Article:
San Francisco collector Wayee Chu on what venture capitalists and art collectors have in common

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While art dealers still try to find a way to sustainably woo wealthy entrepreneurs in Silicon Valley, the latest editions of San Francisco’s major art fairs, FOG Design + Art, now in its seventh year, and Untitled, now in its fourth year, are slated to open and run all weekend.

Both fairs have top-notch dealers exhibiting top-notch artwork and seem to be growing in popularity year after year. One collector said last year’s editions looked like a full-fledged art week, noting the plethora of gallery and private foundation exhibitions and events held alongside the fairs.

Indeed, fairs extend their reach. Last week, in a partnership between Untitled and the Battery arts club of San Francisco, Wayee Chu, collector and board member of SFMOMA, general partner of Reach Capital, a venture capital fund focused on early-stage education technology start-ups spoke at a panel on how private collections are built.

With her husband Ethan Beard, she collects works by artists such as LaToya Ruby Frazier, Arthur Jafa, Deanna Lawson, Derrick Adams, Matthew Wong and Vija Celmins, among others. Recent additions to their collection include examples of Jaune Quick-to-see Smith, Sheila Hicks, and Eamon Ore-Giron. But don’t ask Chu to pick your favorites: “Artworks are like your children,” she says. “I can’t pick a favorite.”

On the eve of the opening of the San Francisco show, we spoke with Chu about what she looks for in emerging artists, what her membership on the SFMOMA board has taught her, and how the investment can inform the collection.

Wayee Chu, third from left, on a panel hosted by Untitled and the Battery arts club.

How did you first get interested in art?

My parents both emigrated from China via Brazil and Macao. My mom studied art at the undergraduate level, but like most pragmatic Asian parents, she took a desk job and pursued her passion for art in another way. Growing up in Connecticut, near New York, we had access to so many wonderful art institutions, so it was an integral part of my education. My mother always urged me to be patient and present with art, and that planted a seed. But he It wasn’t until I was 20, when I moved to New York and was working in finance, that I tried to find other opportunities. Around the same time, I met my husband, whose sister started the Wooster Street Collective, in 2003, and their story really resonated with us. We started going to salons with [street artists] Shepard Fairey, Faile, JR and the London Police.

Tell us about a major acquisition you made.

Rirkrit Tiravanija’s work on newspaper printing really pushed our thinking, The tyranny of common sense has reached its final stage, which came out around Trump’s election. We were drawn to his art because when you learn about his practice, you realize that it’s never linear or binary, and it’s really about bringing people together. It is never an isolated experience, even if you are alone with it. This piece has has anchored some of our thinking on how we want to collect.

How do you think your venture capital skills translate into collecting?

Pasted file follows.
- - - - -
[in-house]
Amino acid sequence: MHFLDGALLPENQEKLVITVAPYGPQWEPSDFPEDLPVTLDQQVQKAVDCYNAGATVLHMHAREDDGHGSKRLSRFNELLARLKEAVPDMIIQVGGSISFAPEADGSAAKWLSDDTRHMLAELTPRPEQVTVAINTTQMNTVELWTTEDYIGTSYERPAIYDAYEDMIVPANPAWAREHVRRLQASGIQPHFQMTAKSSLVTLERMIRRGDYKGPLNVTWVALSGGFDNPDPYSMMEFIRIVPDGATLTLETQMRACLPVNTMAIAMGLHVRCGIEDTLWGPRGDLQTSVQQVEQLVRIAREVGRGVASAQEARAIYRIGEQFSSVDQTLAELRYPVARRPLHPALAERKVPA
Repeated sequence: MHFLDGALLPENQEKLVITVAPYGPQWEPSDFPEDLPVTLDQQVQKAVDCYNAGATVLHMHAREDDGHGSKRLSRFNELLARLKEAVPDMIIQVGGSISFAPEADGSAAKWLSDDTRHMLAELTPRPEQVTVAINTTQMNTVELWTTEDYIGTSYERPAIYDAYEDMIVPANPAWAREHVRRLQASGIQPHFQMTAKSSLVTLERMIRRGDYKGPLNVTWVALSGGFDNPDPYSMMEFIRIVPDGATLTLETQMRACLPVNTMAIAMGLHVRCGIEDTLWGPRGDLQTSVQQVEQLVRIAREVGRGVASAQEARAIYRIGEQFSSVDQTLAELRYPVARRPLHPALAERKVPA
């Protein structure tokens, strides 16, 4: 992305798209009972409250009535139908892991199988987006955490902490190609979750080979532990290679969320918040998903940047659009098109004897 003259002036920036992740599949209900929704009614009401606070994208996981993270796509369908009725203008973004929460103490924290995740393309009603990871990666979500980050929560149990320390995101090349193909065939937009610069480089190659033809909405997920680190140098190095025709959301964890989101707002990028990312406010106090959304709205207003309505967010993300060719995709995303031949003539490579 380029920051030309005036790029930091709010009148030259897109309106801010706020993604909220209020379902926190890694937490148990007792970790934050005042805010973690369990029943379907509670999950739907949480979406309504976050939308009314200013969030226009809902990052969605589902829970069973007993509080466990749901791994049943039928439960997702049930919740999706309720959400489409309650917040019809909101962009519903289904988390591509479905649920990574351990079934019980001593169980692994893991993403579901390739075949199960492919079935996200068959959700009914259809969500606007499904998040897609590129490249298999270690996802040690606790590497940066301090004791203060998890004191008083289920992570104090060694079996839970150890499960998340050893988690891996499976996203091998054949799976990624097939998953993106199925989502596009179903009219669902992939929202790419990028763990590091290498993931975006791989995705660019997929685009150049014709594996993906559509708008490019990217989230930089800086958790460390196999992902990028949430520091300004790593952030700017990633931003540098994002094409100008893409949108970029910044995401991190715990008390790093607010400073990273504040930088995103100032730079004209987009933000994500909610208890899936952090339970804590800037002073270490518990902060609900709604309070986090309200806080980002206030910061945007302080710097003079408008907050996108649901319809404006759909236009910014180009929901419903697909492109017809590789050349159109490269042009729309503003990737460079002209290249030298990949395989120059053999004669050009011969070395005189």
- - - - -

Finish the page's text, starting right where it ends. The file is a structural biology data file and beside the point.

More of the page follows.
Generally speaking, whether you’re in venture capital or the startup ecosystem, in my mind, there are some similarities: how I’m attracted to founders is also how I look for emerging artists. It’s about pushing the boundaries. These founders and artists see what we could never see because it is their vocation. The Bay Area is always on innovation. But we have a very rigorous due diligence process, whether it’s [looking at] a startup or an artist. I see these parallels and I have experienced these parallels.

Do you feel like you are part of a collecting community in the Bay Area?

I have a small group, members of my generation. But everyone’s perspective is so deeply personal. There is a group that brings together around what SFMOMA and [museum patrons Doris and Donald Fisher] collected, and for good reason. They kind of led the charge and for a while put certain artists on the map. But I haven’t found any deep patterns or parallels. I feel like we’re supporting individual artists or focusing more thematically on emerging art and counter-narratives. Others are motivated purely by aesthetics, which is important when living with art. The art world is trying to find out who the buyers in the Bay Area are, and I don’t know, and I like it, I don’t know. They come out of the woods. Their decision making may not always follow traditional rule books.

How has being a member of the SFMOMA Board of Directors shaped your vision as a collector?

I want to be informed, I want to learn and I want to be inspired. I’m learning a ton by being on the SFMOMA board with these pivotal collectors. It gives you confidence to find your own identity. No great institution is perfect, but the effort and openness to wanting to change is genuine and honest. I think there is a need for criticism around institutions today, but some of them can be super unproductive. So you need to balance and ask the right questions while being productive and recognizing all the stakeholders and the hard work and commitment they have put in over the decades to create this institution.

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